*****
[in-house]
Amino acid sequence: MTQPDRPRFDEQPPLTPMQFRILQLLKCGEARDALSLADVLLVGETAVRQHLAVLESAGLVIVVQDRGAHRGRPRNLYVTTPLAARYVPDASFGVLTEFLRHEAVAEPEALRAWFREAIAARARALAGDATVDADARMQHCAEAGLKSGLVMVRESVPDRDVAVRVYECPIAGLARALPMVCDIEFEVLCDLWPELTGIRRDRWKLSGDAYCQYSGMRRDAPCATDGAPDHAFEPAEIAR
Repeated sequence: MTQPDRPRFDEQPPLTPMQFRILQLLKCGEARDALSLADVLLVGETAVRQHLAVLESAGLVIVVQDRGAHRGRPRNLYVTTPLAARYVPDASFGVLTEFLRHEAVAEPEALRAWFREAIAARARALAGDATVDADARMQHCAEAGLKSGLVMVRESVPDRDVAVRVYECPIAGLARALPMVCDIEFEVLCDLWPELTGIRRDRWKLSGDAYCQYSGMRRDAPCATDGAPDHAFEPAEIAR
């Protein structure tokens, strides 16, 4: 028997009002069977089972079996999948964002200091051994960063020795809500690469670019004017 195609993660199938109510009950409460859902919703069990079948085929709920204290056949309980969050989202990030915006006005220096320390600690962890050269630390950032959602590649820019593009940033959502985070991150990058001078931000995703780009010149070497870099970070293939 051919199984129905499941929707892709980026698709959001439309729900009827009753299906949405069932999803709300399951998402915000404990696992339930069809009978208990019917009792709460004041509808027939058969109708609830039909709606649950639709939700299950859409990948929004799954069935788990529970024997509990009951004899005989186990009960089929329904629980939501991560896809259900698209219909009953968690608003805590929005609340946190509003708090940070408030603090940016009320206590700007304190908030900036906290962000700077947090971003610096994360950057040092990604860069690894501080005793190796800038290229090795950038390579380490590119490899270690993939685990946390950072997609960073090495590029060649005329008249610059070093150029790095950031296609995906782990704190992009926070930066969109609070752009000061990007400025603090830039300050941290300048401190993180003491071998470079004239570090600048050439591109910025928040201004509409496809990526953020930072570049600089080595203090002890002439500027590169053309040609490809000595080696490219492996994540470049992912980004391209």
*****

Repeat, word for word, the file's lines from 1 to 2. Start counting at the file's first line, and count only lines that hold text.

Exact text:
[in-house]
Amino acid sequence: MTQPDRPRFDEQPPLTPMQFRILQLLKCGEARDALSLADVLLVGETAVRQHLAVLESAGLVIVVQDRGAHRGRPRNLYVTTPLAARYVPDASFGVLTEFLRHEAVAEPEALRAWFREAIAARARALAGDATVDADARMQHCAEAGLKSGLVMVRESVPDRDVAVRVYECPIAGLARALPMVCDIEFEVLCDLWPELTGIRRDRWKLSGDAYCQYSGMRRDAPCATDGAPDHAFEPAEIAR